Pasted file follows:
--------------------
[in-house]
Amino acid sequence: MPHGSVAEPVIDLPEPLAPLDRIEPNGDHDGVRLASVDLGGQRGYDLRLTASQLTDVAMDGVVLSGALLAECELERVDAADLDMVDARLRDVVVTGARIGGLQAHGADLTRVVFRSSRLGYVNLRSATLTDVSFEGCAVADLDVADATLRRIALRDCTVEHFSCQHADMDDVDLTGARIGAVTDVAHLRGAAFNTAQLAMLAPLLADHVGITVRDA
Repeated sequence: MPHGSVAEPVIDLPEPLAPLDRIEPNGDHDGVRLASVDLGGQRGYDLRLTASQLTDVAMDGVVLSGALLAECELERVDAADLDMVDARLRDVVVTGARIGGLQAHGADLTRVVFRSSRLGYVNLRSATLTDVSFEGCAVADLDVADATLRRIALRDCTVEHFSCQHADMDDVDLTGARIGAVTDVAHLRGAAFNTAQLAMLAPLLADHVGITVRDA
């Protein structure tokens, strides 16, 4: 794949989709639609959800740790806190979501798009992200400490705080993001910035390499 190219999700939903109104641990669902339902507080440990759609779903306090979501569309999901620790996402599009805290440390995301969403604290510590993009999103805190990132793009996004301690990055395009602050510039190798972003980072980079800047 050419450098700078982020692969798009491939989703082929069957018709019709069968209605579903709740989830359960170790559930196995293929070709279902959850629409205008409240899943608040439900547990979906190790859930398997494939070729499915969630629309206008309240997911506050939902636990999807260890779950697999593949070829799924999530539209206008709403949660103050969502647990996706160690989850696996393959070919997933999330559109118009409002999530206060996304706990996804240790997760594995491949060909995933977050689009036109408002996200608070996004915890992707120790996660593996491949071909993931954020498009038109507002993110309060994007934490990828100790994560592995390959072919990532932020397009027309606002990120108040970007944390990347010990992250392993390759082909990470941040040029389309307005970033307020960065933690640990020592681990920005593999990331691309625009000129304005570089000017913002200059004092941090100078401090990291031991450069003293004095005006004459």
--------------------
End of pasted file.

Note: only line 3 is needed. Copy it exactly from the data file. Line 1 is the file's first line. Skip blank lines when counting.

Repeated sequence: MPHGSVAEPVIDLPEPLAPLDRIEPNGDHDGVRLASVDLGGQRGYDLRLTASQLTDVAMDGVVLSGALLAECELERVDAADLDMVDARLRDVVVTGARIGGLQAHGADLTRVVFRSSRLGYVNLRSATLTDVSFEGCAVADLDVADATLRRIALRDCTVEHFSCQHADMDDVDLTGARIGAVTDVAHLRGAAFNTAQLAMLAPLLADHVGITVRDA